Back in March, my husband and I traveled south to Alpine, California, in the San Diego Mountains, for an afternoon flying birds of prey. We purchased a private raptor experience through Sky Falconry, apparently one of the few places in the U.S. licensed for such an activity. We were here to learn all we could about birds of prey and get to experience flying a falcon and a hawk.
After an extremely bumpy ride on the dirt road to their property, we met Kirk and Denise and they soon brought out three birds – a Lanner Falcon and two Harris’s Hawks. The Lanner Falcon was a juvenile male, just under two years old, and weighed 0.5kg. His name was Ali Baba. The larger Harris’s Hawk was a female, weighing 1kg, and the smaller male weighed 0.75kg. The female’s name was Steam.
To begin, we received an excellent lesson in all things falconry, learning that falconry as a hunting technique is over 10,000 years old, that these birds’ vision is excellent – Kirk and Denise used the charming analogy that these birds have such good eyesight that they could read a book three miles away – but that their bird brains mean that if something is out of sight, it’s out of mind. We also learned that their powerful talons have ratcheting tendons to grip with 200kg of strength – compared to a human male’s puny 40kg – and that the birds can only be trained with positive reinforcement: they will trade you something but won’t give it up otherwise.
Our first exercise was to learn how to use the leather glove that is very necessary when you want one of these birds to fly to your hand. Then the first flight with Ali Baba began.
Since the Lanner is not native to the U.S. it needs a GPS tracker when in free flight. Once the bird was kitted out with this tracker, a piece of meat (quail) was put on my husband’s glove and Ali Baba flew to it. Denise snapped a bunch of photos with my camera but very quickly the falcon was off, over the trees and down the canyon.
Mild panic set in as Denise explained that a previous time Ali Baba did this, it took them half a day to find and retrieve him. We watched his path tracked by GPS on the phone and we saw he was very quickly several miles away. Kirk said he was looking for thermals so he could rise, and after about 15 minutes he apparently found one. Ever so slowly he started heading back towards us (the bird has no homing instinct) and eventually was high enough that he could see us.
We scanned the sky and thought we spotted him, but it turned out we’d actually seen a Red Tailed Hawk. We finally spotted Ali Baba a few moments later: he was about 100 ft above the hawk, preparing to attack. He quickly went into a screaming dive towards the hawk before breaking off (perhaps realizing how much bigger it was than he) and heading our way. Kirk was swinging the lure around in a fast arc and shouting “Ho! Ho! Ho!” (the bird signal for “big food”) and Ali Baba came racing into us – doing a flyby and experimental grab of the lure before zooming off, banking and coming back. He grabbed the lure and Kirk and Denise were able to bribe him with some food to get it from him.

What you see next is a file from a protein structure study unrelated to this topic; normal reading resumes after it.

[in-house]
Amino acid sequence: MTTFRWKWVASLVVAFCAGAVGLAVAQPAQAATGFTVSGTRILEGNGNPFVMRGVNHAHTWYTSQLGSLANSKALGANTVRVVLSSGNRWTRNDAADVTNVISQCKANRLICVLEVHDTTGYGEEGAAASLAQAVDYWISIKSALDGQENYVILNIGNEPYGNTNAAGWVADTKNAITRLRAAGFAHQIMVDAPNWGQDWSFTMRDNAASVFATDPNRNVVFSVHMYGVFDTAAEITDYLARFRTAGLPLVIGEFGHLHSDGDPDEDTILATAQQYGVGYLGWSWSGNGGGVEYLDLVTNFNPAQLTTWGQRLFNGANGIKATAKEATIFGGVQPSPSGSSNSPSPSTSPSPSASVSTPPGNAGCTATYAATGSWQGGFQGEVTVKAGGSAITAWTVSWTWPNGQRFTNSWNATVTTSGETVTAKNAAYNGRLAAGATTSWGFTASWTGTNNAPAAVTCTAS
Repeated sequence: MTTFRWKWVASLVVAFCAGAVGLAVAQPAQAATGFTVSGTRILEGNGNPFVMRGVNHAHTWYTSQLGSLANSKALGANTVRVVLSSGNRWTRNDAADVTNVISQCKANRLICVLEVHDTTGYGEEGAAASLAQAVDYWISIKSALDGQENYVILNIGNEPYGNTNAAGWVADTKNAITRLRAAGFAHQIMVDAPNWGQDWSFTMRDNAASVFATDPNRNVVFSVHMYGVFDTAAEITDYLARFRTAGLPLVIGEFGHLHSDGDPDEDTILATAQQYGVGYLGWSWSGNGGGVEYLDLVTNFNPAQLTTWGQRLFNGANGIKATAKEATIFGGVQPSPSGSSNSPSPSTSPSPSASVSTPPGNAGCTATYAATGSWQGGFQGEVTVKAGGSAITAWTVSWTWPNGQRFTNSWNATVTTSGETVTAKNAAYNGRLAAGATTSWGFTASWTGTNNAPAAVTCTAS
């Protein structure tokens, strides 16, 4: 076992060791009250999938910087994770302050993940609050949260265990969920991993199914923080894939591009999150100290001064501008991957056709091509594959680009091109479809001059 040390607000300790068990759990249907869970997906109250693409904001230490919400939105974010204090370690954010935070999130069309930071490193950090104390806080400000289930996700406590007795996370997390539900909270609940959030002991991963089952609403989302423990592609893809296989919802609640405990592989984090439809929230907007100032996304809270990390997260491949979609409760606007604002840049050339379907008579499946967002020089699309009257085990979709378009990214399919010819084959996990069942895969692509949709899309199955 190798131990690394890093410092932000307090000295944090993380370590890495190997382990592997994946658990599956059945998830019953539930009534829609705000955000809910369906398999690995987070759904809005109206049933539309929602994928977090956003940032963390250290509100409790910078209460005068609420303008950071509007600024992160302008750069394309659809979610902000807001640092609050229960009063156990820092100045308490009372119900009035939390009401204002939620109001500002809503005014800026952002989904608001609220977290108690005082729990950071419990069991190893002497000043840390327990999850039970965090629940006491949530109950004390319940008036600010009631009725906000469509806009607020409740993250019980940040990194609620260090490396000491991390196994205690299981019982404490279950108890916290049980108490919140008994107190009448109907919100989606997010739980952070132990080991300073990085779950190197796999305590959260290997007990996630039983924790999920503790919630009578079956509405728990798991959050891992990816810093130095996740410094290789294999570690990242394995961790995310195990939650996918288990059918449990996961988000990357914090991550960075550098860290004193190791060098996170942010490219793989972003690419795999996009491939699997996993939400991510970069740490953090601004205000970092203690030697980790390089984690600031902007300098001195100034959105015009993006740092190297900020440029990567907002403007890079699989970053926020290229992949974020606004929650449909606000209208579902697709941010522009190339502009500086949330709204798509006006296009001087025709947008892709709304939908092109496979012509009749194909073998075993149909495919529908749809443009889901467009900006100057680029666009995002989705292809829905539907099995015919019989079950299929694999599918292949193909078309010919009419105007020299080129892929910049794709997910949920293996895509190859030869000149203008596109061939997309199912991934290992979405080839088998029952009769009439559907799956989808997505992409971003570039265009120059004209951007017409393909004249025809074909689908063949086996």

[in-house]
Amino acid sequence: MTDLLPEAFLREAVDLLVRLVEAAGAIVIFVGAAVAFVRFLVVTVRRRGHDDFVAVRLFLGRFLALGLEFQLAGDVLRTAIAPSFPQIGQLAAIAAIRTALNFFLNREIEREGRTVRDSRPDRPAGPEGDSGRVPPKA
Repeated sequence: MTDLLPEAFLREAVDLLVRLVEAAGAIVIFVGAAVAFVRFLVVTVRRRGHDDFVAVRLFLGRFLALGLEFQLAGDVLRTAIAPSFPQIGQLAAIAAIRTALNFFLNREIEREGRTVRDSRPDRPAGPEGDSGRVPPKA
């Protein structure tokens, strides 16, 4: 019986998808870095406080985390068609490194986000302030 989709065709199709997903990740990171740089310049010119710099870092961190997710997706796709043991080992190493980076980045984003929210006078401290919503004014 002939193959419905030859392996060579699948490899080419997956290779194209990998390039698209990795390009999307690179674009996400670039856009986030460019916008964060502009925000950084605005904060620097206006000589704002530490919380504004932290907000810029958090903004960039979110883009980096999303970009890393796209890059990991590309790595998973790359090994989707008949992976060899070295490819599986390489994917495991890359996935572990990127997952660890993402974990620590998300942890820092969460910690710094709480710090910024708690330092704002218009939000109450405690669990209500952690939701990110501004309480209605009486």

We saw on the GPS track that in 23 minutes he had traveled nearly 7 miles and his top speed was 75 mph!
Meanwhile the two other Hawks, in their boxes, were going crazy with the excitement because they could hear the call for big food. When Kirk got out the female Harris’s it was making a noise that sounded like an impression of a dragon – a throaty deep hiss/growl. Eventually she calmed down and we were able fly her.
Steam was very heavy when she was sitting on my arm at full stretch, but extremely beautiful close up. We learned more about how they fly. They are the masters of minimum effort – when they fly to a target their eyes are locked on, and they stay close the ground (less than a wingspan) for less turbulence and smoother flight. When they come to land, they fly up to your hand in a flared posture as a braking maneuver. It was fantastic to see Steam do this, as well as to fly through narrow gaps in the trees and to be so agile as to catch something out of the air.
When it came time for our experience to end, we flew Steam to the lure which she grabbed skillfully. This was our lesson in how a bird “mantles” – i.e. hides its food. Steam was doing this beautifully, and again, a tasty snack was deployed to retrieve the lure from her.
In our two hours or so with Kirk and Denise we learned so much – they are excellent teachers. We had an absolutely fantastic experience with Sky Falconry and would highly recommend it to anyone interested in birds of prey.
-By Amanda Kocz. This post originally appeared on Perpetually Expat.